It is doubtful that Kingery will be on the opening day roster, but it’s looking more and more like he could be up with the big club as soon as April 13. If Kingery stays in the minors until then, the Phillies will control his rights through 2024. If he makes the opening day roster, he could be eligible for free agency after 2023. Keeping Kingery down for a few weeks won’t sit well with some fans, but it makes good baseball sense, especially for a team that does not project as a slam-dunk contender.

Kapler raved about a play Kingery made at third.

“Wow, wow,” the manager said. “His ability to go to his left and make that strong throw. He showed off that incredible arm and that versatility.”

Kapler also liked Franco’s power. The third baseman, entering a make-or-break season with the Phillies, is hitting just .192 on the spring, but he leads the club with five homers. Franco has closed his stance by bringing his front foot closer to the plate. He is getting more comfortable with the stance, which the Phillies hope will prompt him to use the middle of the field and stop pulling off balls.

“He attacked that 3-0 pitch,” Kapler said. “That was pretty impressive.”

Nola said he was “ready to go” for the opener.

Kapler concurred and compared Nola to a former Cy Young winner.

“Perfect tune-up for opening day, got him right where we wanted him with pitches — and he got to that pitch count by throwing strikes, a lot of them, and really attacking with pitches," Kapler said of Nola.

“He’s starting to look to me a lot like — I saw Zack Greinke in the American League when he was with Kansas City — kind of a familiar look to the way that he uses the gas pedal and the brake effectively and fills up the strike zone with all his pitches. His calm, easy, collected demeanor is really reminiscent of some of the best pitchers in baseball.”

The Phillies play the Tigers in Lakeland on Saturday.

Questions Phillies face as spring training nears its end

Questions Phillies face as spring training nears its end

BRADENTON, Fla. — Less than a week before opening day, there are still a number of unanswered questions surrounding the Phillies.

About the only thing known for sure is that Aaron Nola will start Thursday in Atlanta. The right-hander made his final spring tune-up Friday afternoon against the Pirates.

Some of the questions that need to be answered before the Phillies pack up and leave Florida on Tuesday include:

• When will Jake Arrieta join the rotation? Will it be April 2, 3 or 4 in New York? Will it be during the team’s first homestand, possibly April 7? Arrieta threw 31 pitches in his first spring start Thursday. A bullpen session over the weekend and his next start, likely 50 or so pitches on Tuesday, will offer team officials a better idea on when he’ll be ready.

• Who else will be in the rotation? Nothing has been announced, but Vince Velasquez and Nick Pivetta appear to be locks with Nola and eventually Arrieta. Zach Eflin could be the fifth starter, if the Phils use one the first time through the rotation. He could also piggyback with Arrieta in New York if the Phils wanted to get Arrieta going that early. Ben Lively and Drew Hutchison remain candidates to make the club as the fifth starter, should the Phils use one during the first 10 days of the season.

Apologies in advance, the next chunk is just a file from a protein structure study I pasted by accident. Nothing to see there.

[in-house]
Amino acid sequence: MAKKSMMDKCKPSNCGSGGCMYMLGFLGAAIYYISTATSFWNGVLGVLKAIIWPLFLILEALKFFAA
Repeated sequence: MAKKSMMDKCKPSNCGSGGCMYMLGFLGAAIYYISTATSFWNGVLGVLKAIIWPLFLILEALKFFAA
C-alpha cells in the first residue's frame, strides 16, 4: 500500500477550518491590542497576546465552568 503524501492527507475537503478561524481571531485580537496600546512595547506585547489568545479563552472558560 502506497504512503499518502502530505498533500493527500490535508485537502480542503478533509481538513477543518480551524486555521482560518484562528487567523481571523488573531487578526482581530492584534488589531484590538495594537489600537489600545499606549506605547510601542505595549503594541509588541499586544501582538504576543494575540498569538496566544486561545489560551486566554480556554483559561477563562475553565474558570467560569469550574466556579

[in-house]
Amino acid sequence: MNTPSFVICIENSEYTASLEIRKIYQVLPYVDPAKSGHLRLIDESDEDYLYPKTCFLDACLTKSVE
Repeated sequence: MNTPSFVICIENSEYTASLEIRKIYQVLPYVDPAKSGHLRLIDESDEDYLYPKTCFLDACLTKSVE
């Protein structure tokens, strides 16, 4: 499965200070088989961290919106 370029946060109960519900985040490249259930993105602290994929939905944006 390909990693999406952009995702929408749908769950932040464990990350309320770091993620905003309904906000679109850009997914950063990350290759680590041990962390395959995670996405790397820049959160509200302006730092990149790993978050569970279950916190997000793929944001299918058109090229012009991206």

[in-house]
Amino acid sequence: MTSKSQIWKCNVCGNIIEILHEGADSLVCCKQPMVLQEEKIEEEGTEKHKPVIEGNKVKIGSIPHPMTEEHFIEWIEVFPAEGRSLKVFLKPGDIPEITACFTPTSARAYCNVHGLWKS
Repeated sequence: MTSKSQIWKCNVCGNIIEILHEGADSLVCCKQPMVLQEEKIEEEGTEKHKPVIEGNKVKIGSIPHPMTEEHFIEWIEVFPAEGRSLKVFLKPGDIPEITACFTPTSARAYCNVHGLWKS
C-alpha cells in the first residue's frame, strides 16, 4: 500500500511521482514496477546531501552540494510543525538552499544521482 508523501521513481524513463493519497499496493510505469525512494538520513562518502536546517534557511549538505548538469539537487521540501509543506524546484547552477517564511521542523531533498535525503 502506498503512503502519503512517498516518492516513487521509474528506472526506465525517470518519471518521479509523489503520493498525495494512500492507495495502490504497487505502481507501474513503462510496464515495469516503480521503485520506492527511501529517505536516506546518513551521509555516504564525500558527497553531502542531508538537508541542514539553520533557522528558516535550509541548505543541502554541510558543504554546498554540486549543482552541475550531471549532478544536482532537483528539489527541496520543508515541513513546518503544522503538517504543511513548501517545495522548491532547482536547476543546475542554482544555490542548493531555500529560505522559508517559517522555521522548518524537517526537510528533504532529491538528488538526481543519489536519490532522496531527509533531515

• Who's in the bullpen? Hector Neris, Pat Neshek, Tommy Hunter, Luis Garcia and Adam Morgan are locks. That likely leaves three openings. One spot will likely go to a lefty, Hoby Milner or Zac Curtis. Right-handers Edubray Ramos and Victor Arano seem to be vying for one spot and the final one could go to Lively or Hutchison. They are both stretched out and could provide the bullpen length that injured Mark Leiter Jr. would have.

• How about bullpen roles? Manager Gabe Kapler is not one to speak in absolutes. He is loath to define roles in his bullpen or batting order. He’s keeping options open and could assign roles on a nightly basis based on matchups and research that the team’s growing analytics department digs up. Neris went 20 for 20 in save chances while giving up just three runs in 19⅔ innings after June 27 last season. Logic would dictate that he'd be the closer. But will he be every night? Will Kapler use him in a matchup situation in the seventh inning some night? Time will tell. Same for batting order construction.

• Who will be on the bench? Infielder/outfielder Pedro Florimon has played well and looks like a lock. That leaves one or two openings, depending on how many pitchers the Phils open with. Veterans Ryan Flaherty and Adam Rosales were both granted their release. That leaves Jesmuel Valentin and Roman Quinn, both 40-man roster guys, as the two lead candidates. There might be room for both, depending on how many pitchers the Phils open with. It also would not be shocking to see the team send Quinn to Triple A to get more playing time. The Phils appear to be leaning toward carrying Andrew Knapp as their second catcher over Cameron Rupp, who has a minor-league option remaining.